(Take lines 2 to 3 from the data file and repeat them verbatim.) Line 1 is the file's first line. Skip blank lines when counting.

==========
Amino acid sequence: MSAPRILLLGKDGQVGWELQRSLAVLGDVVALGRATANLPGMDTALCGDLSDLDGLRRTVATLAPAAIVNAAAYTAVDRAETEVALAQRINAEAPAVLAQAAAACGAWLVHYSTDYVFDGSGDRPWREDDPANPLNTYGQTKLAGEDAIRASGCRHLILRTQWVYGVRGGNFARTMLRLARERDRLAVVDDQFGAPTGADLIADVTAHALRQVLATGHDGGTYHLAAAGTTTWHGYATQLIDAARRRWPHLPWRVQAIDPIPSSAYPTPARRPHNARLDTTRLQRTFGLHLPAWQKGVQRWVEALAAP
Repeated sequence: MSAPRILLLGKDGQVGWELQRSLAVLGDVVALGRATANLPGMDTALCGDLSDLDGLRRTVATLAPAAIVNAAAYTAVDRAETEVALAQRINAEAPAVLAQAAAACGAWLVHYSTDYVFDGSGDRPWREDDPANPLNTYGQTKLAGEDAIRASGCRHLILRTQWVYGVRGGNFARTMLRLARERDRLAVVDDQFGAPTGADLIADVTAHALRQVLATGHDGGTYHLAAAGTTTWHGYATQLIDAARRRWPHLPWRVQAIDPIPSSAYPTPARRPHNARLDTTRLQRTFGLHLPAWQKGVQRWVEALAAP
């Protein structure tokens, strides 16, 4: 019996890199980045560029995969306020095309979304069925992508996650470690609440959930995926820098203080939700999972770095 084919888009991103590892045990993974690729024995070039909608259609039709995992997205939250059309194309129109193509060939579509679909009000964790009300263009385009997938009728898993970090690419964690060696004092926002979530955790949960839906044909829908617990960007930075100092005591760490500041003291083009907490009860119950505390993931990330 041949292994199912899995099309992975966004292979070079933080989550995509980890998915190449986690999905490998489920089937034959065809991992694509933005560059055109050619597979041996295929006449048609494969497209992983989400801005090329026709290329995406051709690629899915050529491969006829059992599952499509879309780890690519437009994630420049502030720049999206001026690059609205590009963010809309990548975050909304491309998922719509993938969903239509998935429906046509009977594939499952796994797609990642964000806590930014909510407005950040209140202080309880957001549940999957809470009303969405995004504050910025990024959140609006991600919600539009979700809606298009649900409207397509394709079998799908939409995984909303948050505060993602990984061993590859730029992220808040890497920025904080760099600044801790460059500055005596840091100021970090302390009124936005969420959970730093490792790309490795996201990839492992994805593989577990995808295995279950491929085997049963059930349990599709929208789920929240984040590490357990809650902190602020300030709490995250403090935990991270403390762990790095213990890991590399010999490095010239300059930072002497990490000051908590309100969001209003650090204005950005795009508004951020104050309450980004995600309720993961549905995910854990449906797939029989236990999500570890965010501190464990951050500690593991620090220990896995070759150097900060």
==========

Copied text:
Repeated sequence: MSAPRILLLGKDGQVGWELQRSLAVLGDVVALGRATANLPGMDTALCGDLSDLDGLRRTVATLAPAAIVNAAAYTAVDRAETEVALAQRINAEAPAVLAQAAAACGAWLVHYSTDYVFDGSGDRPWREDDPANPLNTYGQTKLAGEDAIRASGCRHLILRTQWVYGVRGGNFARTMLRLARERDRLAVVDDQFGAPTGADLIADVTAHALRQVLATGHDGGTYHLAAAGTTTWHGYATQLIDAARRRWPHLPWRVQAIDPIPSSAYPTPARRPHNARLDTTRLQRTFGLHLPAWQKGVQRWVEALAAP
């Protein structure tokens, strides 16, 4: 019996890199980045560029995969306020095309979304069925992508996650470690609440959930995926820098203080939700999972770095 084919888009991103590892045990993974690729024995070039909608259609039709995992997205939250059309194309129109193509060939579509679909009000964790009300263009385009997938009728898993970090690419964690060696004092926002979530955790949960839906044909829908617990960007930075100092005591760490500041003291083009907490009860119950505390993931990330 041949292994199912899995099309992975966004292979070079933080989550995509980890998915190449986690999905490998489920089937034959065809991992694509933005560059055109050619597979041996295929006449048609494969497209992983989400801005090329026709290329995406051709690629899915050529491969006829059992599952499509879309780890690519437009994630420049502030720049999206001026690059609205590009963010809309990548975050909304491309998922719509993938969903239509998935429906046509009977594939499952796994797609990642964000806590930014909510407005950040209140202080309880957001549940999957809470009303969405995004504050910025990024959140609006991600919600539009979700809606298009649900409207397509394709079998799908939409995984909303948050505060993602990984061993590859730029992220808040890497920025904080760099600044801790460059500055005596840091100021970090302390009124936005969420959970730093490792790309490795996201990839492992994805593989577990995808295995279950491929085997049963059930349990599709929208789920929240984040590490357990809650902190602020300030709490995250403090935990991270403390762990790095213990890991590399010999490095010239300059930072002497990490000051908590309100969001209003650090204005950005795009508004951020104050309450980004995600309720993961549905995910854990449906797939029989236990999500570890965010501190464990951050500690593991620090220990896995070759150097900060």